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Book: Wintering: The Power of Rest and Retreat in Difficult Times by Katherine May
Publisher: Penguin Random House Audio Publishing Group
Publication date: November 10, 2020
Source: Borrowed as an audio ebook from the library
Summary: Katherine May endured a winter of illness, job loss, and trouble with her child’s school. While that involved some wrestling, it also demanded rest and retreat. May grappled with the paradoxes of finding new opportunities wrapped in failure, warm companionship forged in icy plunges, and new ways of experiencing time while enduring timelessness.
Thoughts: When I reviewed Journal of A Solitude by May Sarton, I mentioned that it made me curious about Wintering by Katherine May. Wintering was recommended on Facebook by two different authors that I like, Elizabeth Gilbert (Big Magic, The Signature of All Things, Committed, and Eat, Pray, Love) and Karen Karbo (How to Hepburn, Julia Child Rules, The Gospel According to Coco Chanel, How Georgia Became O’Keeffe). Both of them thought Wintering was particularly suitable for this winter of social distancing.
Given that I knew nothing about the book except for those short recommendations, I was in for a couple of surprises.
The first surprise was that Katherine May is British — as is Rebecca Lee who reads the audiobook. As you might guess from my recent posts about BBC Radio shows (The Archers 70th Anniversary and BBC Sounds), it enhanced my winter to hear this read by a British speaker.
The second surprise was that this is way more memoir than it is self-help. I might have been more clued in if I’d seen the British subtitle, how I learned to flourish when life became frozen, instead of the American one, the power of rest and retreat in difficult times. I won’t be the first to observe, however, that sometimes memoir is more helpful than self-help. Plus, there’s the added advantage that memoir, particularly this one, is more likely to be presented in beautiful prose.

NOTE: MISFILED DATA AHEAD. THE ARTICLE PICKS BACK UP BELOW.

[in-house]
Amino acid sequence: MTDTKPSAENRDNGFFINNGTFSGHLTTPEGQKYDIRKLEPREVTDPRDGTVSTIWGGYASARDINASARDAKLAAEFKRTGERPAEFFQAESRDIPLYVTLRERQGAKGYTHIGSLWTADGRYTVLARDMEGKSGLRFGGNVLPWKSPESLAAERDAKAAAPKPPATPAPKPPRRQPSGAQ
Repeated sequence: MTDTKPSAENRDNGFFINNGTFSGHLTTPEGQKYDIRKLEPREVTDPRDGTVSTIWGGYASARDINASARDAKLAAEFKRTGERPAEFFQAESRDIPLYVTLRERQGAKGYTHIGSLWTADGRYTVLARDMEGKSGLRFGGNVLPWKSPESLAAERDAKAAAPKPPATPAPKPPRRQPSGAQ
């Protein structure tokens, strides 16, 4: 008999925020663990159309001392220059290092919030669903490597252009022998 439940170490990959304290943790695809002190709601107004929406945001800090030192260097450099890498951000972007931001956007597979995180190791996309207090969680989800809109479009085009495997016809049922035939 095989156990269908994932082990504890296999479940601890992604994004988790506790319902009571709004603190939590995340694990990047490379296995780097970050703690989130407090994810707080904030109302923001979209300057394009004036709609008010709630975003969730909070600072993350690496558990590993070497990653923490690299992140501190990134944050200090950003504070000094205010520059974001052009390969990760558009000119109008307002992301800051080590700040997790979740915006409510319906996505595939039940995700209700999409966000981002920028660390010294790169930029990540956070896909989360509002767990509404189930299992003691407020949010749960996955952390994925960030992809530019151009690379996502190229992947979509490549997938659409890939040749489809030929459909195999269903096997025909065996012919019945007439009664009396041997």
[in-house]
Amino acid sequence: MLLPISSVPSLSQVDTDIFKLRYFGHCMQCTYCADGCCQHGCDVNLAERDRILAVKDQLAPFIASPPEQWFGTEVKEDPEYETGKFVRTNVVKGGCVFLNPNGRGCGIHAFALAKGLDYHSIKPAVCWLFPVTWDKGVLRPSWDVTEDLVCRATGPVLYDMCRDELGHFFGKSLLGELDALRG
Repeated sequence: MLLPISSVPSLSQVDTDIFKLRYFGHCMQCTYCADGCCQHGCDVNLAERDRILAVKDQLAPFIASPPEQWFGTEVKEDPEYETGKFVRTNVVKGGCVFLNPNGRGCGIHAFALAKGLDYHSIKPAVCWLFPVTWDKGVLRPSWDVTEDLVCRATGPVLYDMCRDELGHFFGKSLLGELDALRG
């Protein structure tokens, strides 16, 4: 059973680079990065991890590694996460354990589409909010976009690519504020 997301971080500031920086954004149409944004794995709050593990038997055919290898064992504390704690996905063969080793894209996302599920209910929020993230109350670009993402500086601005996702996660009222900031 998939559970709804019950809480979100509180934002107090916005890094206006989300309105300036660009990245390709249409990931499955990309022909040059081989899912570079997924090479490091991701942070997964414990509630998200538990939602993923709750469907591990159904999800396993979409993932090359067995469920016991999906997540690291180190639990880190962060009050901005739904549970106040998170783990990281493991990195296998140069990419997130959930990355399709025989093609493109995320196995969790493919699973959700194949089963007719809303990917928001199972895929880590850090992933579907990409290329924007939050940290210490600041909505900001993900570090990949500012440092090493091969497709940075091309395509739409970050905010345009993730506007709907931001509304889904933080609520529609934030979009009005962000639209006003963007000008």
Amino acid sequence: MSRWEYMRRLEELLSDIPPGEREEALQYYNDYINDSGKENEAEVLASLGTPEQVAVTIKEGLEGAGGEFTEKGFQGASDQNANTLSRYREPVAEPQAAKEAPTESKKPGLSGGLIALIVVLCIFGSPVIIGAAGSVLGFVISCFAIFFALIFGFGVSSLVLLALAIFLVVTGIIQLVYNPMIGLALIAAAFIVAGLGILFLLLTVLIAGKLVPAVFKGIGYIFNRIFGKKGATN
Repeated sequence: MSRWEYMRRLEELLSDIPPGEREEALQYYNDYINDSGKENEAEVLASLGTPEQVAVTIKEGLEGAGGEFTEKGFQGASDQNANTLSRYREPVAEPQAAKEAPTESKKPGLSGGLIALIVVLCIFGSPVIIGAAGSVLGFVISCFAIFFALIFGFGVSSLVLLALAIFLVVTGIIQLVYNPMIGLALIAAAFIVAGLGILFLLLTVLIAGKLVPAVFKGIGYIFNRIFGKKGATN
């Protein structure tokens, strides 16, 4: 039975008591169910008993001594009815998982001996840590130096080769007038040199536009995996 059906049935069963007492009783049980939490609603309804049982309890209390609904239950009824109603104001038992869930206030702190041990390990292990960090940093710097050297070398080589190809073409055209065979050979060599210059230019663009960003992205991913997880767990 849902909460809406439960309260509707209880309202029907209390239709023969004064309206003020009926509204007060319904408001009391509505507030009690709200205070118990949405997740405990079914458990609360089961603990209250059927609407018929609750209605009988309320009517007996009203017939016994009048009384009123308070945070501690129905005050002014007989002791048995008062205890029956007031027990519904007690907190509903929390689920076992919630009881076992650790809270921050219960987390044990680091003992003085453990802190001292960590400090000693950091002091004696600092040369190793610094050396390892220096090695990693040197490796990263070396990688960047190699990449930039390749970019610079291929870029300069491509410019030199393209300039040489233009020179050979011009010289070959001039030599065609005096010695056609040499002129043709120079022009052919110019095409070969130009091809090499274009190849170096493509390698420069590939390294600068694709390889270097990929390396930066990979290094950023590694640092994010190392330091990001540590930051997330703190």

I’ve been doing a lot of abstract art in the past year or so. I think this is the first piece inspired by a book, though.
This little book trail I’m on has at least one more step. Now, that I’ve been thinking about retreat, I checked out The Woman’s Retreat Book by Jennifer Louden. What other books would you recommend for someone (most of us?) who is making the best of winter and isolation this season?
Appeal: My Anglophile folks will enjoy walks along the cold English beaches and life in a village. This is also a terrific book for anyone who is experiencing more solitude than usual or looking for gentler ways to handle a stressful life.
Have you read this book? What did you think?